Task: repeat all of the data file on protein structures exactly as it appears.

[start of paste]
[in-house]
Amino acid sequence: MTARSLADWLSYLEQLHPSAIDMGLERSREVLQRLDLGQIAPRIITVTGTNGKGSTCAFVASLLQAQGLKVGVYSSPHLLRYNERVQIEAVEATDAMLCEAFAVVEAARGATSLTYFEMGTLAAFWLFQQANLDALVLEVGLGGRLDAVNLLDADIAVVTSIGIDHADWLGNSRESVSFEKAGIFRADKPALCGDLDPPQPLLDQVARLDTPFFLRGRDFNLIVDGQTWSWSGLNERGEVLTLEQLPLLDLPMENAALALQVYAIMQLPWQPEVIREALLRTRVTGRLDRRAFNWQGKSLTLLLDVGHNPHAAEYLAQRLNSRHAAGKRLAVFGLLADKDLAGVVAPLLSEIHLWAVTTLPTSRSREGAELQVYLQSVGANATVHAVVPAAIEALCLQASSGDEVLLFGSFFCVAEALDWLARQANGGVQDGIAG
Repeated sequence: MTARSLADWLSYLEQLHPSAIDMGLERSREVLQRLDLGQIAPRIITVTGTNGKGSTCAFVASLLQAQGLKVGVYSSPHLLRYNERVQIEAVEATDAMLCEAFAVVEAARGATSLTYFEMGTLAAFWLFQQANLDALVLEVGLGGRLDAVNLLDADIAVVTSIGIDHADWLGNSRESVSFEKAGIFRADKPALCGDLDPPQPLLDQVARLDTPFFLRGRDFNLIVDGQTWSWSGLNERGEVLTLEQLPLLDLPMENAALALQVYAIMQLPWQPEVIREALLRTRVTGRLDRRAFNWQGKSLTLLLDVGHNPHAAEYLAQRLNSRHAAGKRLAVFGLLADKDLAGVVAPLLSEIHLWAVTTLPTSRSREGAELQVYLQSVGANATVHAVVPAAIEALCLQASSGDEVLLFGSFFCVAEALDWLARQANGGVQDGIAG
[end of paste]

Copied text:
[in-house]
Amino acid sequence: MTARSLADWLSYLEQLHPSAIDMGLERSREVLQRLDLGQIAPRIITVTGTNGKGSTCAFVASLLQAQGLKVGVYSSPHLLRYNERVQIEAVEATDAMLCEAFAVVEAARGATSLTYFEMGTLAAFWLFQQANLDALVLEVGLGGRLDAVNLLDADIAVVTSIGIDHADWLGNSRESVSFEKAGIFRADKPALCGDLDPPQPLLDQVARLDTPFFLRGRDFNLIVDGQTWSWSGLNERGEVLTLEQLPLLDLPMENAALALQVYAIMQLPWQPEVIREALLRTRVTGRLDRRAFNWQGKSLTLLLDVGHNPHAAEYLAQRLNSRHAAGKRLAVFGLLADKDLAGVVAPLLSEIHLWAVTTLPTSRSREGAELQVYLQSVGANATVHAVVPAAIEALCLQASSGDEVLLFGSFFCVAEALDWLARQANGGVQDGIAG
Repeated sequence: MTARSLADWLSYLEQLHPSAIDMGLERSREVLQRLDLGQIAPRIITVTGTNGKGSTCAFVASLLQAQGLKVGVYSSPHLLRYNERVQIEAVEATDAMLCEAFAVVEAARGATSLTYFEMGTLAAFWLFQQANLDALVLEVGLGGRLDAVNLLDADIAVVTSIGIDHADWLGNSRESVSFEKAGIFRADKPALCGDLDPPQPLLDQVARLDTPFFLRGRDFNLIVDGQTWSWSGLNERGEVLTLEQLPLLDLPMENAALALQVYAIMQLPWQPEVIREALLRTRVTGRLDRRAFNWQGKSLTLLLDVGHNPHAAEYLAQRLNSRHAAGKRLAVFGLLADKDLAGVVAPLLSEIHLWAVTTLPTSRSREGAELQVYLQSVGANATVHAVVPAAIEALCLQASSGDEVLLFGSFFCVAEALDWLARQANGGVQDGIAG